On the Santa Rosa Junior College Student Center, the architect works directly for the SRJC. The other design teams on the project work underneath the architect as subcontractors.  These design teams include lighting design, civil engineer, structural engineer, graphics, acoustics/audio video, mechanical/electrical/plumbing, landscape architect, and interior design.  Since the student center is such a large project, it makes sense to have the design teams contract with the architect instead of the owner so that the architect can have control over everything and avoid any clashing issues.  The construction manager on the project, like the architect, holds a contract with the owner.  The construction managers job is to oversee the prime contractors and design team but he does not have a contractual relationship with them.



The Santa Rosa Junior College Student Center gets its power from the 12 kV campus main power service.  The power is stepped down from 12kV to 480/277V (power at which the main switchboard runs at) before being stepped down further to 208/120V to be distributed throughout the building by 6 local transformers. The power is further distributed throughout the center by 24 panel boards. The main switchboard is located in the main electrical room on the northeast side of the buildings first floor.  Smaller electrical rooms are located on the second and third floors.  Along with the electrical rooms, there are also telecommunication rooms on each floor of the building.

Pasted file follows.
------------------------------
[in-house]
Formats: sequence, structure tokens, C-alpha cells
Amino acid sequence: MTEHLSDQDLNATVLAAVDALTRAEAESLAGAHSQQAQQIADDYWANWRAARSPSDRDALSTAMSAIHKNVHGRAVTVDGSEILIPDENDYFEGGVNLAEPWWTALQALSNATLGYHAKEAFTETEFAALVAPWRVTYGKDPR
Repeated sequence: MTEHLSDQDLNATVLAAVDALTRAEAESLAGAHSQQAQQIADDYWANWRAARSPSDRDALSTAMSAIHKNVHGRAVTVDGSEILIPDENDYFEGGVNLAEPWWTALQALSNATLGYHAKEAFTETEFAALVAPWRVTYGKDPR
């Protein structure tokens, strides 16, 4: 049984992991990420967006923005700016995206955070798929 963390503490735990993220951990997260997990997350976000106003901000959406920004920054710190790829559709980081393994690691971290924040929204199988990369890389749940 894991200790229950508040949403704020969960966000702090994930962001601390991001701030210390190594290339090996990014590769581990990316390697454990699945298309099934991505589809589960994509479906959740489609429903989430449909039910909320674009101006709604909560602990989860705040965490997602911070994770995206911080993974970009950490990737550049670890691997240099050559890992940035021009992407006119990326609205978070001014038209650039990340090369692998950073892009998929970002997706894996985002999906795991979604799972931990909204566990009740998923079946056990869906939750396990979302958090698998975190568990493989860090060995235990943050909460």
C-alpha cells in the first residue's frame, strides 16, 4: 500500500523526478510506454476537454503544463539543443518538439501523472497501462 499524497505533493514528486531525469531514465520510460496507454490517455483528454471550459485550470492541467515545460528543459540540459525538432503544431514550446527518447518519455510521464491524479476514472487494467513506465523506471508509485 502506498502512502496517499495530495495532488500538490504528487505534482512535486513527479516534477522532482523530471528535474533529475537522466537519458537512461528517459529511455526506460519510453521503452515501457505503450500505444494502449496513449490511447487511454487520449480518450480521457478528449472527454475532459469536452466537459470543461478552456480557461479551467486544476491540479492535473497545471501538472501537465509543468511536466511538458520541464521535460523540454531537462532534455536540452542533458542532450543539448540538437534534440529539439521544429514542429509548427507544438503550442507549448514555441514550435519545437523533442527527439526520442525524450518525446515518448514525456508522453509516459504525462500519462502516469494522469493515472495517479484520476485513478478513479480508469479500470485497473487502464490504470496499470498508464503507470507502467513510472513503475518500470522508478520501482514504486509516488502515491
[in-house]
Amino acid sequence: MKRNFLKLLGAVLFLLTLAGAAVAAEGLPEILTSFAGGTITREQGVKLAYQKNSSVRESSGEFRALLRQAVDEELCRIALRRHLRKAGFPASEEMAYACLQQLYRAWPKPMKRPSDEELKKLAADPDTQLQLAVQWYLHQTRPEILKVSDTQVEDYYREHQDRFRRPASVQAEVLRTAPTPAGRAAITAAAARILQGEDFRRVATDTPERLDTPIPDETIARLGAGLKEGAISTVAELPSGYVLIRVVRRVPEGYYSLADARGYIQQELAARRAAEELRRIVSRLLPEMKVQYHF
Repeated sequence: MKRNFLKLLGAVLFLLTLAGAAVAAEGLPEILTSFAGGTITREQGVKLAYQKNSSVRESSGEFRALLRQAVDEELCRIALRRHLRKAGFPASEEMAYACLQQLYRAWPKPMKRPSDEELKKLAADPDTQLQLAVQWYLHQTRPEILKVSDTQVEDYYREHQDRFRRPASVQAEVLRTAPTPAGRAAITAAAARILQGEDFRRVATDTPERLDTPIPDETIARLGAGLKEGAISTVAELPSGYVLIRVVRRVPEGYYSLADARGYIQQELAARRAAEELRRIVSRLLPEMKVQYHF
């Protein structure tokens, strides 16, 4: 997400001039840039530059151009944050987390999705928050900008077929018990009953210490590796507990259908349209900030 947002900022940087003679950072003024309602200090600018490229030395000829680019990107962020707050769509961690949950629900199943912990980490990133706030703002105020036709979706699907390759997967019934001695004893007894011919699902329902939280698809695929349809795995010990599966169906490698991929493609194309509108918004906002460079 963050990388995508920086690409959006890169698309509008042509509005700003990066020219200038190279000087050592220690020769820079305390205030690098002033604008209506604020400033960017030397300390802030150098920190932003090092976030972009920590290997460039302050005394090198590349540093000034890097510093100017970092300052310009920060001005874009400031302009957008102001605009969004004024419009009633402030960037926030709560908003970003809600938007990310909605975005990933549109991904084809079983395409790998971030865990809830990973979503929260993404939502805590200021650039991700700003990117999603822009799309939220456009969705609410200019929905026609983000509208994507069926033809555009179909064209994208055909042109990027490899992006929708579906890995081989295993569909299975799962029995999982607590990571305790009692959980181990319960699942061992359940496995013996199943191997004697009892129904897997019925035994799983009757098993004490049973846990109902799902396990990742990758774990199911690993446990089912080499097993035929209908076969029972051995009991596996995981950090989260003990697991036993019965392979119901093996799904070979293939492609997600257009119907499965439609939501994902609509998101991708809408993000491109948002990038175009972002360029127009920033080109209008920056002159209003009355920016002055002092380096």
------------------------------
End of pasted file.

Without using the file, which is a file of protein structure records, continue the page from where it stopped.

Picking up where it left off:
A 125kW emergency backup generator is located directly outside of the building in the service yard (northeast part of site).  The generator is diesel powered with NEMA 3R base day tank and NEMA 3R sound attenuated housing mounted on a 6” high, 55x123 inch concrete pad.  The 12kV transformer, a fire pump with integral automatic transfer switch, booster pump and cooling tower with control panel are also located in the service yard.